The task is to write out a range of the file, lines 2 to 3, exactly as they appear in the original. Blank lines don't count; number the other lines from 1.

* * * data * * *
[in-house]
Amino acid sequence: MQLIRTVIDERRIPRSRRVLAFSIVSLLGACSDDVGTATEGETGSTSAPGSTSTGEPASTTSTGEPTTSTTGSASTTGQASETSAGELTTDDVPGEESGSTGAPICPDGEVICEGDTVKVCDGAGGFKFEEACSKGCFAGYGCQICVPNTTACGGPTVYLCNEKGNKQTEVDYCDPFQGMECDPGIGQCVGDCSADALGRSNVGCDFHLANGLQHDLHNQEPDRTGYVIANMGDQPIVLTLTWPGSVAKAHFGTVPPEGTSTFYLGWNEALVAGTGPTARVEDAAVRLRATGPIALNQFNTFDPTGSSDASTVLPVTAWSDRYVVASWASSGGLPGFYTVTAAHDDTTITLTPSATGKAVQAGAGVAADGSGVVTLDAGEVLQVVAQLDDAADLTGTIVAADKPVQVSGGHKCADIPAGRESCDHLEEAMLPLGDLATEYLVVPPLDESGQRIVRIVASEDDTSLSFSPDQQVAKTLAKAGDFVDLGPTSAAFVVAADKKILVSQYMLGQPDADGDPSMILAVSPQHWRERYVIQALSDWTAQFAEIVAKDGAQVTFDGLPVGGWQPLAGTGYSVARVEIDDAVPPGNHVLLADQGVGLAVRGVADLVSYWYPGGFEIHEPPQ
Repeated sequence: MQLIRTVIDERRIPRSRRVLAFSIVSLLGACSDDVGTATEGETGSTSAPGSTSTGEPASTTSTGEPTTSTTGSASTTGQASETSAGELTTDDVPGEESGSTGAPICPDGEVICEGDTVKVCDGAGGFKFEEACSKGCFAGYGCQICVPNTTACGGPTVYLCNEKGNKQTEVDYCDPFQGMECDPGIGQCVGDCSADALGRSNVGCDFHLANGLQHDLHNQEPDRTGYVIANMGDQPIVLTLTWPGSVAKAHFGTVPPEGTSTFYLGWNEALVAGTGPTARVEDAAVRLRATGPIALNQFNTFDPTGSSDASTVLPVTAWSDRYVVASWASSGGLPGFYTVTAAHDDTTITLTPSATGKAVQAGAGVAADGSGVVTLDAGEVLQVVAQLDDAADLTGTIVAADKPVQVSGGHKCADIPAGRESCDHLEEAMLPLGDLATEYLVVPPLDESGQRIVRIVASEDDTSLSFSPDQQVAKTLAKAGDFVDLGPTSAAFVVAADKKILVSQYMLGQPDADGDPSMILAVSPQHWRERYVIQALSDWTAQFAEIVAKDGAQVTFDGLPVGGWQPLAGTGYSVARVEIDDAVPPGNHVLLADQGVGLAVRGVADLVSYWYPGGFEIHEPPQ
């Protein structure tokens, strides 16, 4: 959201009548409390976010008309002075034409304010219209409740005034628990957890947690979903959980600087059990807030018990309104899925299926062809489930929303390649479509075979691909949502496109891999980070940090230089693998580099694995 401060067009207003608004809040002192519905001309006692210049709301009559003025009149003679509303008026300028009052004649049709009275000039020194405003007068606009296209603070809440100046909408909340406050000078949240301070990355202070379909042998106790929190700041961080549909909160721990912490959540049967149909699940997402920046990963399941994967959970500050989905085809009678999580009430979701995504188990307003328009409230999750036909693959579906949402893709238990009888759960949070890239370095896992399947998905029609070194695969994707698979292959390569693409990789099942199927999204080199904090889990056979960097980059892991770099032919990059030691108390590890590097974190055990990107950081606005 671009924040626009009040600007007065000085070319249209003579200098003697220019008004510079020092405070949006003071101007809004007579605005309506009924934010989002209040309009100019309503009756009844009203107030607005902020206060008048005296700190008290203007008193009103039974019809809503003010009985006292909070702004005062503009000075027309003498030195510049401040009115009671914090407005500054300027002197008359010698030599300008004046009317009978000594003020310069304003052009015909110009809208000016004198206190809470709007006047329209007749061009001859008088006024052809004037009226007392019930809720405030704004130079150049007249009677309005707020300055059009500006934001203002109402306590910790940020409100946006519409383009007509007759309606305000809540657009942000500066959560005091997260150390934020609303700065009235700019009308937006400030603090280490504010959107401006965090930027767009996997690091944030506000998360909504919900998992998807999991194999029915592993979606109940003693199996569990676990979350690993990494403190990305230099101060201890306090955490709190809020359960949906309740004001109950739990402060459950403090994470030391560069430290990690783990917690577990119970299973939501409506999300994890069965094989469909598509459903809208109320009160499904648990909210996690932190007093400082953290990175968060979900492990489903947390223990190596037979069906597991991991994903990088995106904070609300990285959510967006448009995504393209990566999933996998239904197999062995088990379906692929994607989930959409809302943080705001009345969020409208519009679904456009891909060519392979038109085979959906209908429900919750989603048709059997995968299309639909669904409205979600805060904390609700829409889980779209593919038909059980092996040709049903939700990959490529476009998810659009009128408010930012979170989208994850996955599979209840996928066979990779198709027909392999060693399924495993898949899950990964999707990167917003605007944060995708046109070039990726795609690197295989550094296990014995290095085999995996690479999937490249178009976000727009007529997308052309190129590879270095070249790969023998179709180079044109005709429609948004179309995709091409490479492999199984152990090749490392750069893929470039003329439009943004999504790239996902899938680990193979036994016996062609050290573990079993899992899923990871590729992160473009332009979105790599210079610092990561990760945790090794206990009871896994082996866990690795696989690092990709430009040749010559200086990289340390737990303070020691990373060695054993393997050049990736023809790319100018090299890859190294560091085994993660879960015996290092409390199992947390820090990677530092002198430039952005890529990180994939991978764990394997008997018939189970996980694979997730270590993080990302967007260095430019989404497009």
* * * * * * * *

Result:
Amino acid sequence: MQLIRTVIDERRIPRSRRVLAFSIVSLLGACSDDVGTATEGETGSTSAPGSTSTGEPASTTSTGEPTTSTTGSASTTGQASETSAGELTTDDVPGEESGSTGAPICPDGEVICEGDTVKVCDGAGGFKFEEACSKGCFAGYGCQICVPNTTACGGPTVYLCNEKGNKQTEVDYCDPFQGMECDPGIGQCVGDCSADALGRSNVGCDFHLANGLQHDLHNQEPDRTGYVIANMGDQPIVLTLTWPGSVAKAHFGTVPPEGTSTFYLGWNEALVAGTGPTARVEDAAVRLRATGPIALNQFNTFDPTGSSDASTVLPVTAWSDRYVVASWASSGGLPGFYTVTAAHDDTTITLTPSATGKAVQAGAGVAADGSGVVTLDAGEVLQVVAQLDDAADLTGTIVAADKPVQVSGGHKCADIPAGRESCDHLEEAMLPLGDLATEYLVVPPLDESGQRIVRIVASEDDTSLSFSPDQQVAKTLAKAGDFVDLGPTSAAFVVAADKKILVSQYMLGQPDADGDPSMILAVSPQHWRERYVIQALSDWTAQFAEIVAKDGAQVTFDGLPVGGWQPLAGTGYSVARVEIDDAVPPGNHVLLADQGVGLAVRGVADLVSYWYPGGFEIHEPPQ
Repeated sequence: MQLIRTVIDERRIPRSRRVLAFSIVSLLGACSDDVGTATEGETGSTSAPGSTSTGEPASTTSTGEPTTSTTGSASTTGQASETSAGELTTDDVPGEESGSTGAPICPDGEVICEGDTVKVCDGAGGFKFEEACSKGCFAGYGCQICVPNTTACGGPTVYLCNEKGNKQTEVDYCDPFQGMECDPGIGQCVGDCSADALGRSNVGCDFHLANGLQHDLHNQEPDRTGYVIANMGDQPIVLTLTWPGSVAKAHFGTVPPEGTSTFYLGWNEALVAGTGPTARVEDAAVRLRATGPIALNQFNTFDPTGSSDASTVLPVTAWSDRYVVASWASSGGLPGFYTVTAAHDDTTITLTPSATGKAVQAGAGVAADGSGVVTLDAGEVLQVVAQLDDAADLTGTIVAADKPVQVSGGHKCADIPAGRESCDHLEEAMLPLGDLATEYLVVPPLDESGQRIVRIVASEDDTSLSFSPDQQVAKTLAKAGDFVDLGPTSAAFVVAADKKILVSQYMLGQPDADGDPSMILAVSPQHWRERYVIQALSDWTAQFAEIVAKDGAQVTFDGLPVGGWQPLAGTGYSVARVEIDDAVPPGNHVLLADQGVGLAVRGVADLVSYWYPGGFEIHEPPQ